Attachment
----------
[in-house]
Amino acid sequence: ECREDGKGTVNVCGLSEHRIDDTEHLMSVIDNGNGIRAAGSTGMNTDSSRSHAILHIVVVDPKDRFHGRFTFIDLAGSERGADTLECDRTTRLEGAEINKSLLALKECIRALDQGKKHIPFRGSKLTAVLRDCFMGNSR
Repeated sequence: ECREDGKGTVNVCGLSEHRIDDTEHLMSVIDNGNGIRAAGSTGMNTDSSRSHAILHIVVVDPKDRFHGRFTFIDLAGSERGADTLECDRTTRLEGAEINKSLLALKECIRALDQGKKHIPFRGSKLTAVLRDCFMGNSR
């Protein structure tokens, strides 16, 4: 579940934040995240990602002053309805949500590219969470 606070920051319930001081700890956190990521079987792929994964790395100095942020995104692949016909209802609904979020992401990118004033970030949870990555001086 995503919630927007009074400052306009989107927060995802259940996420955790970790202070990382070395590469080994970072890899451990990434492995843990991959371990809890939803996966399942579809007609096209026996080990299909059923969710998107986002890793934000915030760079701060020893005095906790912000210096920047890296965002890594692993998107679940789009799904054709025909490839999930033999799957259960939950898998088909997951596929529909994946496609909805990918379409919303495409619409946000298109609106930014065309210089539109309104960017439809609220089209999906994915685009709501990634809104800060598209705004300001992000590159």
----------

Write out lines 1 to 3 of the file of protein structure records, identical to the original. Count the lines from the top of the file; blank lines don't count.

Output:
[in-house]
Amino acid sequence: ECREDGKGTVNVCGLSEHRIDDTEHLMSVIDNGNGIRAAGSTGMNTDSSRSHAILHIVVVDPKDRFHGRFTFIDLAGSERGADTLECDRTTRLEGAEINKSLLALKECIRALDQGKKHIPFRGSKLTAVLRDCFMGNSR
Repeated sequence: ECREDGKGTVNVCGLSEHRIDDTEHLMSVIDNGNGIRAAGSTGMNTDSSRSHAILHIVVVDPKDRFHGRFTFIDLAGSERGADTLECDRTTRLEGAEINKSLLALKECIRALDQGKKHIPFRGSKLTAVLRDCFMGNSR